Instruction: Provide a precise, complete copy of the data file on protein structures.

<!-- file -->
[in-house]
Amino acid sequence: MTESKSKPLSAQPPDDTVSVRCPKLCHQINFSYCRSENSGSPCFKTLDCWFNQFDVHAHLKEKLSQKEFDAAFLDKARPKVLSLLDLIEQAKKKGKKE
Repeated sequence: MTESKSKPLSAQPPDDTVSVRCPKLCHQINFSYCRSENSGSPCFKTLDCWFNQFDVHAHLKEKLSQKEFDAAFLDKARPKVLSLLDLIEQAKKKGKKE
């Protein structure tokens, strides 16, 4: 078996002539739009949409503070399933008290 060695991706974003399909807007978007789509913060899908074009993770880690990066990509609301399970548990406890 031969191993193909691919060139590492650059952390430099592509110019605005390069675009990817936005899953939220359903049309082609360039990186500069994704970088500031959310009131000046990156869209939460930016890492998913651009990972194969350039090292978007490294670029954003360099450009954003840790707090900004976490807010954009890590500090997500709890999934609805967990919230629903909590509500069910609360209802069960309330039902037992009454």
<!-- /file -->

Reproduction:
[in-house]
Amino acid sequence: MTESKSKPLSAQPPDDTVSVRCPKLCHQINFSYCRSENSGSPCFKTLDCWFNQFDVHAHLKEKLSQKEFDAAFLDKARPKVLSLLDLIEQAKKKGKKE
Repeated sequence: MTESKSKPLSAQPPDDTVSVRCPKLCHQINFSYCRSENSGSPCFKTLDCWFNQFDVHAHLKEKLSQKEFDAAFLDKARPKVLSLLDLIEQAKKKGKKE
């Protein structure tokens, strides 16, 4: 078996002539739009949409503070399933008290 060695991706974003399909807007978007789509913060899908074009993770880690990066990509609301399970548990406890 031969191993193909691919060139590492650059952390430099592509110019605005390069675009990817936005899953939220359903049309082609360039990186500069994704970088500031959310009131000046990156869209939460930016890492998913651009990972194969350039090292978007490294670029954003360099450009954003840790707090900004976490807010954009890590500090997500709890999934609805967990919230629903909590509500069910609360209802069960309330039902037992009454």